Monday, July 03, 2006

Too Close To Call

Mexico takes a page from the U.S. playbook, with a tight presidential race that won't be resolved on Election Day. (At least, that's what the wire services are saying at 2:30 in the morning. This could all be resolved by the time you read this.)

It's down to two candidates, current President Vicente Fox's fellow rightie, Partido Acción Nacional (PAN) member Felipe Calderón, and left-winger Andrés Manuel López Obrador of Partido de la Revolución Democrática (PRD). Both claim victory. From the Mexico City bureau of the San Antonio Express-News:

The Federal Electoral Institute said counting could continue until Wednesday, leaving the nation on edge.

The election — largely cast as a battle over whether the next president should represent the interests of the rich or the poor — was expected to be tight as Mexicans decide whether this nation should join Latin America's shift to the political left.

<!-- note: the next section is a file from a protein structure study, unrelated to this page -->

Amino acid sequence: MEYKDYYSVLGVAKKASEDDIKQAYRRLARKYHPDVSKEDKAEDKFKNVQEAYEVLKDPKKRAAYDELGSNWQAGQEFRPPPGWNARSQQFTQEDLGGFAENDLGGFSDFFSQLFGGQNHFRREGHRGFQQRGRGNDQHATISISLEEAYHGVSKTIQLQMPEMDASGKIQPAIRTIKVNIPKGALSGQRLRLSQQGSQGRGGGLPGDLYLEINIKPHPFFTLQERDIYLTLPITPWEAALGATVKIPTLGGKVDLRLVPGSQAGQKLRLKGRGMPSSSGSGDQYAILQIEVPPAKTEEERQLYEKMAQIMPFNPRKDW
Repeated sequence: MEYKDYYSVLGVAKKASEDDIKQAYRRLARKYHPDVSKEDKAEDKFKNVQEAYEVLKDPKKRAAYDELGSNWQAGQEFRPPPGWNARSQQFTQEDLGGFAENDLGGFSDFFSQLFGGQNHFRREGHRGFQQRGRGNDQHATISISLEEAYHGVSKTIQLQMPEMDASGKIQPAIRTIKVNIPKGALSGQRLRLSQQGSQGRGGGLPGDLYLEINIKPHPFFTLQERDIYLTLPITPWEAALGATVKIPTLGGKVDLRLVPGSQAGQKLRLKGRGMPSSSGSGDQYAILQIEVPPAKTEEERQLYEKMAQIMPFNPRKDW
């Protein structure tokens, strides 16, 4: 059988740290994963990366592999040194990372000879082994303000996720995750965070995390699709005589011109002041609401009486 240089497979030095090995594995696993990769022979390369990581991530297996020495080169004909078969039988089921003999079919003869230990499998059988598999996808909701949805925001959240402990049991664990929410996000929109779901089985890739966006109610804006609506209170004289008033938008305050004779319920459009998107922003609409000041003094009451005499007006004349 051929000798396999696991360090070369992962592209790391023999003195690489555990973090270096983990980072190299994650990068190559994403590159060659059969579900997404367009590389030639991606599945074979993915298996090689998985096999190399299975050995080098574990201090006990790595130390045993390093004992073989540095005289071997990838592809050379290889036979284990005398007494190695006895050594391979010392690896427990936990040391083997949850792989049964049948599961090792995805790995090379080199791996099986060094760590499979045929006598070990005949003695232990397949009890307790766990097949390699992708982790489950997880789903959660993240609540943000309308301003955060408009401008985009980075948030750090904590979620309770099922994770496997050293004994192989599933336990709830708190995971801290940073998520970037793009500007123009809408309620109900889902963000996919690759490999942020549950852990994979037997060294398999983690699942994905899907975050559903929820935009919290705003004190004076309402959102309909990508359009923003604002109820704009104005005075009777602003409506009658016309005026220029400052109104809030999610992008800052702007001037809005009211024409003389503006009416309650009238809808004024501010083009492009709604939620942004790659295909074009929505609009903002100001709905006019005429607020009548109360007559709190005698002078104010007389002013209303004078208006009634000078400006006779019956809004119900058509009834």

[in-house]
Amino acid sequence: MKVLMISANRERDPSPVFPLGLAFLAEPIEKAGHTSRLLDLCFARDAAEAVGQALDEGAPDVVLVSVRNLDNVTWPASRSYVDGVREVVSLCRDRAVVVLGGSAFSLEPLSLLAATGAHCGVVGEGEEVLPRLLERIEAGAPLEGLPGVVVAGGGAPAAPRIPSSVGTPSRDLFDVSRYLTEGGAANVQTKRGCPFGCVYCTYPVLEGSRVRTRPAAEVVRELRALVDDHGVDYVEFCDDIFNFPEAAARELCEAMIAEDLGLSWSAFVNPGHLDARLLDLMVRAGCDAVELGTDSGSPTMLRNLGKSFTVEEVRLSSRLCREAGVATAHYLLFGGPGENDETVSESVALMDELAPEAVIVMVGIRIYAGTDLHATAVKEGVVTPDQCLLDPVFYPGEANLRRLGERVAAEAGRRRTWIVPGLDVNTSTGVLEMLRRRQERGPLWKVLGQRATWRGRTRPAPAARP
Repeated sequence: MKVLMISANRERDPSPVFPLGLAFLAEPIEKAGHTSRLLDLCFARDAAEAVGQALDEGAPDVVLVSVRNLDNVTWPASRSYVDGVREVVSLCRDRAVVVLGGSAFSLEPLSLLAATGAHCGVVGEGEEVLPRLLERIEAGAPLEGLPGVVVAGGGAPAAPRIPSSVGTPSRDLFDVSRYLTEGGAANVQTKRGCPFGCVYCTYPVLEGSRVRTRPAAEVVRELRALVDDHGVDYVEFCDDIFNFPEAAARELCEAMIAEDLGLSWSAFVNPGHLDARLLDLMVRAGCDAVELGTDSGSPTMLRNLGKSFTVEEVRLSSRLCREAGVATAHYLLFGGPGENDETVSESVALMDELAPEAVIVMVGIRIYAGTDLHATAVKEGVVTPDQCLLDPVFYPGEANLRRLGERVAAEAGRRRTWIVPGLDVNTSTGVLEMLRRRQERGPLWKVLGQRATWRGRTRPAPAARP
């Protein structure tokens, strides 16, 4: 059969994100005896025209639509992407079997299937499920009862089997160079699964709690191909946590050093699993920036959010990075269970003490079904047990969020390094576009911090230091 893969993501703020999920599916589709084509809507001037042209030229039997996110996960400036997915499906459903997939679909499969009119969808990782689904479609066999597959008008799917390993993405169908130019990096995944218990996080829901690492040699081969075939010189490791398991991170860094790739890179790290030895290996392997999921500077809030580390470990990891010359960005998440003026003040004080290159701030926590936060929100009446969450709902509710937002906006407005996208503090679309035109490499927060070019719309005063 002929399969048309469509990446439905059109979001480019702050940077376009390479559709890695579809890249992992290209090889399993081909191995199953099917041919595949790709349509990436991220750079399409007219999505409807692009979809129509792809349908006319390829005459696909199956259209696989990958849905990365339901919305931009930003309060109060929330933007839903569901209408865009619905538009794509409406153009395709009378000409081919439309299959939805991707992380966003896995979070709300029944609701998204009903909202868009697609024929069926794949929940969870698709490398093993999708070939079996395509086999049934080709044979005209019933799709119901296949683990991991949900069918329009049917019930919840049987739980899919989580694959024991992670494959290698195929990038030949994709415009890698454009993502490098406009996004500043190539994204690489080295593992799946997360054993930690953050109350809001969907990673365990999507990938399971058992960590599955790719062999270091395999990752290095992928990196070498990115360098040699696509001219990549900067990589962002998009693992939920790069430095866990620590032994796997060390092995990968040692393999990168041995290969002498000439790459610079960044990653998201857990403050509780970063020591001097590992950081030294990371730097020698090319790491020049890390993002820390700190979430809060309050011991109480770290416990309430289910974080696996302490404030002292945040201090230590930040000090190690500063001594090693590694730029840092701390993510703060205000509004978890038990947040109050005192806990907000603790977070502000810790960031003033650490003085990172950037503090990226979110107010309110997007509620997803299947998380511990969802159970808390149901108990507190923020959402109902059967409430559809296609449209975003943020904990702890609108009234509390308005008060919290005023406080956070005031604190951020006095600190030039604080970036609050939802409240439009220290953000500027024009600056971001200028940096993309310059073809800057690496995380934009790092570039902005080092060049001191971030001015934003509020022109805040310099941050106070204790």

Meanwhile, Mexican citizens in the U.S., who had the chance to cast absentee ballots for the first time, ignore the opportunity, Reuters news service tells us:

Of the estimated 6 million to 7 million Mexicans of voting age in the United States, only 40,000 registered to vote by mail in Mexico's presidential election on Sunday -- a lower number than expected after years of calls for a foreign vote.
So what does the winner have to look forward to? He inherits Mexico's bloody (and ultimately unwinnable) drug war.

Anyway, it should prove interesting. Let's just hope Mexico has better election workers than Florida did in 2000.


Blogger pugsley dibrute said...

In todays Brwonsville Herald, the headlines say 'vote in question, Mexico in turmoil'. Like mexico is NOT in turmoil as we speak! RRRRight! Sure!

3:43 PM  

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